Table of Contents Internet Access
TCP/IP Tutorial and Technical Overview

6.1 Gopher

Figure: Gopher

In short, the Internet Gopher is a distributed document search and retrieval system. It combines the best features of browsing through collections of information and fully indexed databases. The protocol and software follow a client/server model and permit users on a heterogeneous mix of desktop systems to browse, search, and retrieve documents residing on multiple distributed server machines.

The Gopher protocol was developed at the University of Minnesota and is available under RFC 1436. Its state is informational.

The reason for developing Gopher was the need for a campus-wide information system which enables anybody to be able to publish documents or information even with a small desktop computer. Gopher client software presents users with a hierarchy of items and directories much like a file system. In fact, the Gopher interface is designed to resemble a file system since a file system is a good model for locating documents and services. So if you are connected to a Gopher server you get a list of different items, similar to the display of a root directory from a PC. After selecting a menu item for example you get all the items included, similar to a subdirectory and so forth. If you select a file item for example the file is automatically transmitted and displayed at the client. It is not necessary for the file to reside on the same Gopher server where you got the information. A Gopher menu can include items from different Gopher servers and the user gets automatically connected to the server where the selected item points to and so on. The user does not know or care that the items up for selection may reside on many different machines anywhere on the Internet.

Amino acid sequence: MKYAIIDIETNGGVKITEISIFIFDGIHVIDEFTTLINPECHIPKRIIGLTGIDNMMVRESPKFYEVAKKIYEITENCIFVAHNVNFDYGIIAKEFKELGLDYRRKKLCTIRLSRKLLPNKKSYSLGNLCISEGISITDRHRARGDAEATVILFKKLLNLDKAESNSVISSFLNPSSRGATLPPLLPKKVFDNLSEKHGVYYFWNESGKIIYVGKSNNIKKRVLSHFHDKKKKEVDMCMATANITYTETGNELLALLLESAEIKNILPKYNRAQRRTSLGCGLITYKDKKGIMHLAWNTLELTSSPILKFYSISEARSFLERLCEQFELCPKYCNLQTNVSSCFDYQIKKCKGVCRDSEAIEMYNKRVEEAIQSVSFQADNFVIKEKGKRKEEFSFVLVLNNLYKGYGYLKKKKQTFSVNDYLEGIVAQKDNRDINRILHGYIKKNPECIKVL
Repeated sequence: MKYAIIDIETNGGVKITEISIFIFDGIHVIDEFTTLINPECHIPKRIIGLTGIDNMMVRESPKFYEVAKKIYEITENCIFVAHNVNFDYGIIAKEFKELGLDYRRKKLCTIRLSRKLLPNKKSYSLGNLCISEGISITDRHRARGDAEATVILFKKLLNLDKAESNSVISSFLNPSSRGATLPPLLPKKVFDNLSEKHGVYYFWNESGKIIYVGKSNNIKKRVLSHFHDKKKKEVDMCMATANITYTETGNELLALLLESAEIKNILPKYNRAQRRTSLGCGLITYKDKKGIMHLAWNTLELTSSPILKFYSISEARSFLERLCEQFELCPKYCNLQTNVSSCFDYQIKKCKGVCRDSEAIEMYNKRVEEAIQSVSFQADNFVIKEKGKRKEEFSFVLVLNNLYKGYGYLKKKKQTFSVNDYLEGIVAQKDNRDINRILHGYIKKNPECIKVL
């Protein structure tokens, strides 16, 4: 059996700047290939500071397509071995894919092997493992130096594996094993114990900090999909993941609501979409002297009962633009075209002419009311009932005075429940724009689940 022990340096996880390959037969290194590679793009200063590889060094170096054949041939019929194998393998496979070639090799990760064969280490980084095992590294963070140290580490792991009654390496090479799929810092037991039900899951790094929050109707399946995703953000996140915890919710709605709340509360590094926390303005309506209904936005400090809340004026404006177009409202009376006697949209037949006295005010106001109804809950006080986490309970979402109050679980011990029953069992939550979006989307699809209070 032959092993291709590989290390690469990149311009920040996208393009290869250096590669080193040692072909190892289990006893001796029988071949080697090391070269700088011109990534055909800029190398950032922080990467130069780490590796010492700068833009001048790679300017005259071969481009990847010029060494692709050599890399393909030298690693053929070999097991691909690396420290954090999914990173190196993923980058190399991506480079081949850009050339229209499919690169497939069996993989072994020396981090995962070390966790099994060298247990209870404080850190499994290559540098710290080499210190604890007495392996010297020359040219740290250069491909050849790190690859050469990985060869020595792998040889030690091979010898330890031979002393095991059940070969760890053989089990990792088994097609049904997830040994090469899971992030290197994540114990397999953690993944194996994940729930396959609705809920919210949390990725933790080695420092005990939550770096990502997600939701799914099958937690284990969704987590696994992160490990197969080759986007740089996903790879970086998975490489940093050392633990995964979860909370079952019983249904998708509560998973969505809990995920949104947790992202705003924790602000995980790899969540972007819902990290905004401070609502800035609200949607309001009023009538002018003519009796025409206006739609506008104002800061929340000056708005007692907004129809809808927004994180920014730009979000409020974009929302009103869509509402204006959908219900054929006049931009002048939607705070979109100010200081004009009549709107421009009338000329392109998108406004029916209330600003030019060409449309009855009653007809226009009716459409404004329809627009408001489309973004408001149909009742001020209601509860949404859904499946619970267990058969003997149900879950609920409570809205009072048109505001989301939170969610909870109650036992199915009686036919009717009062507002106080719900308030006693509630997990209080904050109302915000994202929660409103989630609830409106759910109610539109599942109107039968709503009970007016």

A simple example:

You would like to have a look at the menu of your canteen.

  1. Start your Gopher client and connect to the main Gopher server
  2. Find an item which could include the menu and select it. For example: Facilities
  3. The sub-items of Facilities are displayed
  4. One of the items may be "Today's Menu" which is a file residing on the canteen's Gopher server
  5. If you select it your Gopher client automatically establishes a connection to the server pointed to in the item, retrieves and displays the file
The path to the file could be very complex and Gopher servers around the world could be involved.

To implement the above mentioned hierarchy the Gopher client needs some information of the object type in order to display a file or a directory icon for example. The Gopher type is coded as a single digit at the beginning of each line. Following is a list of known Gopher types included in the RFC:

The following paragraphs describe the basic functionality of the Gopher protocol.